In 1484 teas popularity reaches a new height when Zen priest Murata Shuko introduced the Cha-no-yu or Hot Water For Tea ceremony, which celebrates the physical, mental and spiritual aspects of tea preparation and drinking.
In 1560 the first European to encounter tea and write about it was Jasper de Cruz, a missionary on Portugals first commercial trade journey to China. Portugal, the most advanced navy at the time, was the first European country to gain the right of trade with China.
In 1773 American nationalists dump crates of tea from a British ship into the sea in protest over rising taxes imposed by the British colonists. Known today as the Boston Tea Party, the riot served as a catalyst for the American War of Independence.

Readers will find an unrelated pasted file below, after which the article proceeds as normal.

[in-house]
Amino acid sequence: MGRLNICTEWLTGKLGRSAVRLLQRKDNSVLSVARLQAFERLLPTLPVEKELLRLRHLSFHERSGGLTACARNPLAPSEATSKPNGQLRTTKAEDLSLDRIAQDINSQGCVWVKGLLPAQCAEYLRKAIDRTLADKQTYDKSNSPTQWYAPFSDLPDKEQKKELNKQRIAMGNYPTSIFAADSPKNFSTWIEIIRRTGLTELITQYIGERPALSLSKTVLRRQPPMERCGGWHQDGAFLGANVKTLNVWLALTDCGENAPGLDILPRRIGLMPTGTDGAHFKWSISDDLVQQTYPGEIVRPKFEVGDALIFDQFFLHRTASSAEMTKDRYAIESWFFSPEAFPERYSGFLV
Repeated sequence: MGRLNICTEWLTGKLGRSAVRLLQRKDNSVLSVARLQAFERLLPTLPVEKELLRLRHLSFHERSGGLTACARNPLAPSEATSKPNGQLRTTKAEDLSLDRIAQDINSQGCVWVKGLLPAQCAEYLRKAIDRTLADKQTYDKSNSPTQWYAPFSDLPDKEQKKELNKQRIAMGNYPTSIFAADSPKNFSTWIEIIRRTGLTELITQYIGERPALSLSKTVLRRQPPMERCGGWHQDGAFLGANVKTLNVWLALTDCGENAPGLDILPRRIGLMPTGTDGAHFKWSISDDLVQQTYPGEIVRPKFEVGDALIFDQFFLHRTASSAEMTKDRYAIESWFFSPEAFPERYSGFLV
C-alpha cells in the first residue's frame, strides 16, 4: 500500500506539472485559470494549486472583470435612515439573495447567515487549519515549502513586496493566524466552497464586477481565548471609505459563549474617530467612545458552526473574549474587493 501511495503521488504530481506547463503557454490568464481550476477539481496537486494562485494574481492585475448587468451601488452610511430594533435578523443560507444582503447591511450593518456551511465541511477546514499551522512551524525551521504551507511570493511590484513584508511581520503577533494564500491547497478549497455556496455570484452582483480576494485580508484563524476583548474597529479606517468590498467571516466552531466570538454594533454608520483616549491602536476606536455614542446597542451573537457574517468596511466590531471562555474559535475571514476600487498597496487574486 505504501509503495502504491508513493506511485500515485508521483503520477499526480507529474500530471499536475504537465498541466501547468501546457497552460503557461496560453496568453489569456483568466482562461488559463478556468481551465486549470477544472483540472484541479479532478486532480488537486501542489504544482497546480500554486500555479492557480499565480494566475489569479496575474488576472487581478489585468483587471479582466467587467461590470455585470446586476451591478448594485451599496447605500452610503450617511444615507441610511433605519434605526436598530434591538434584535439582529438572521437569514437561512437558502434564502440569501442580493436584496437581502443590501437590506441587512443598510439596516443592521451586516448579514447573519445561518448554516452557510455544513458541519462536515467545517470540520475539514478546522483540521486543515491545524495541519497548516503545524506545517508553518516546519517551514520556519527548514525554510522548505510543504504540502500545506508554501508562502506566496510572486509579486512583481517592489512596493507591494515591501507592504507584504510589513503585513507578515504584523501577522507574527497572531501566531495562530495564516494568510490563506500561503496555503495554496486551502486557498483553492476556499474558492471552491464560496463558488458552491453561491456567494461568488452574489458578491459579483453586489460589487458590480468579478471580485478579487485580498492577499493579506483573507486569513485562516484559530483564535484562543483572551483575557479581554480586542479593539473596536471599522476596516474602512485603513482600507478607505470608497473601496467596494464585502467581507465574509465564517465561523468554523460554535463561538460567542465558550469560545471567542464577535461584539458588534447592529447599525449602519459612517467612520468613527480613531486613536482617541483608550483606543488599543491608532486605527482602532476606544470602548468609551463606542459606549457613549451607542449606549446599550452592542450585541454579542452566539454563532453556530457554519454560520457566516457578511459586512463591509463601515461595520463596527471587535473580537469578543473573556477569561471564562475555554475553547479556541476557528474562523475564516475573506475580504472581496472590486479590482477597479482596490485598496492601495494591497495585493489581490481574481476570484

In the 1800s tea grows in demand across the globe. Competition between shipowners for the fastest transportation of tea along the Far East shipping routes leads to the development of the Tea Clipper races.
In 1870 Ceylon (today, Sri Lanka), one of the biggest names in tea, was a late bloomer. Up to 1870, the country had grown only coffee, but in that year a severe coffee blight threatened to destroy the industry overnight. The coffee planters then turned to the wild Ceylonese tea plant in a desperate gamble to save their fortunes, and it paid off. Today, Ceylonese tea is widely regarded as some of the best teas in the world.